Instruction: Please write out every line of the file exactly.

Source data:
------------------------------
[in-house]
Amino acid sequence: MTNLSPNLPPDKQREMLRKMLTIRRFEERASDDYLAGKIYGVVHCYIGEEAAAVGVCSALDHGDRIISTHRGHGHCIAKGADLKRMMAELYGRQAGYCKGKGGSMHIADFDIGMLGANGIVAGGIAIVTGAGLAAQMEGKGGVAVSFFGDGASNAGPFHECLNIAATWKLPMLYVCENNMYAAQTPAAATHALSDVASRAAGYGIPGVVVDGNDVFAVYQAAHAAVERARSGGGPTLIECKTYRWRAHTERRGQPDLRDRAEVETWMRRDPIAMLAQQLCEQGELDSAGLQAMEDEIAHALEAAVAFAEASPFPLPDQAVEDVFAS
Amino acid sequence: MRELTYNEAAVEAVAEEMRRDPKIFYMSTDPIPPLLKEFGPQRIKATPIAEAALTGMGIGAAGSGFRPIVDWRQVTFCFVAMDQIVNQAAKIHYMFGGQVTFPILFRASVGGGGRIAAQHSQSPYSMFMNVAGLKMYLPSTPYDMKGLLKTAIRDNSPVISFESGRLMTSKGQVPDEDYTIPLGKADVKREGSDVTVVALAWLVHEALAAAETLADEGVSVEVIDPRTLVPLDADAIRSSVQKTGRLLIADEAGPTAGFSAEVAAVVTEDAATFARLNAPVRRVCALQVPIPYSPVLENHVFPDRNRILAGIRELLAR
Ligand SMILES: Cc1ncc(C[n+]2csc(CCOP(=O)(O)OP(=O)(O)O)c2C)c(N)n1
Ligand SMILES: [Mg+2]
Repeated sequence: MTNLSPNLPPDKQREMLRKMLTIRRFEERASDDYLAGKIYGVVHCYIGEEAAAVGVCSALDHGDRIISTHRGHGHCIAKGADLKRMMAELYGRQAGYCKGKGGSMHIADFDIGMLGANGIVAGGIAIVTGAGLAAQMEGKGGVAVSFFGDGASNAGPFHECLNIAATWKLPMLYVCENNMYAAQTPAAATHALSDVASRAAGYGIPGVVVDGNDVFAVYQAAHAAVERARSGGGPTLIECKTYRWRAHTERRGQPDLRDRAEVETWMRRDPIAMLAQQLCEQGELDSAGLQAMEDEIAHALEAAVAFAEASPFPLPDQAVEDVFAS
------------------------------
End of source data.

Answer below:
[in-house]
Amino acid sequence: MTNLSPNLPPDKQREMLRKMLTIRRFEERASDDYLAGKIYGVVHCYIGEEAAAVGVCSALDHGDRIISTHRGHGHCIAKGADLKRMMAELYGRQAGYCKGKGGSMHIADFDIGMLGANGIVAGGIAIVTGAGLAAQMEGKGGVAVSFFGDGASNAGPFHECLNIAATWKLPMLYVCENNMYAAQTPAAATHALSDVASRAAGYGIPGVVVDGNDVFAVYQAAHAAVERARSGGGPTLIECKTYRWRAHTERRGQPDLRDRAEVETWMRRDPIAMLAQQLCEQGELDSAGLQAMEDEIAHALEAAVAFAEASPFPLPDQAVEDVFAS
Amino acid sequence: MRELTYNEAAVEAVAEEMRRDPKIFYMSTDPIPPLLKEFGPQRIKATPIAEAALTGMGIGAAGSGFRPIVDWRQVTFCFVAMDQIVNQAAKIHYMFGGQVTFPILFRASVGGGGRIAAQHSQSPYSMFMNVAGLKMYLPSTPYDMKGLLKTAIRDNSPVISFESGRLMTSKGQVPDEDYTIPLGKADVKREGSDVTVVALAWLVHEALAAAETLADEGVSVEVIDPRTLVPLDADAIRSSVQKTGRLLIADEAGPTAGFSAEVAAVVTEDAATFARLNAPVRRVCALQVPIPYSPVLENHVFPDRNRILAGIRELLAR
Ligand SMILES: Cc1ncc(C[n+]2csc(CCOP(=O)(O)OP(=O)(O)O)c2C)c(N)n1
Ligand SMILES: [Mg+2]
Repeated sequence: MTNLSPNLPPDKQREMLRKMLTIRRFEERASDDYLAGKIYGVVHCYIGEEAAAVGVCSALDHGDRIISTHRGHGHCIAKGADLKRMMAELYGRQAGYCKGKGGSMHIADFDIGMLGANGIVAGGIAIVTGAGLAAQMEGKGGVAVSFFGDGASNAGPFHECLNIAATWKLPMLYVCENNMYAAQTPAAATHALSDVASRAAGYGIPGVVVDGNDVFAVYQAAHAAVERARSGGGPTLIECKTYRWRAHTERRGQPDLRDRAEVETWMRRDPIAMLAQQLCEQGELDSAGLQAMEDEIAHALEAAVAFAEASPFPLPDQAVEDVFAS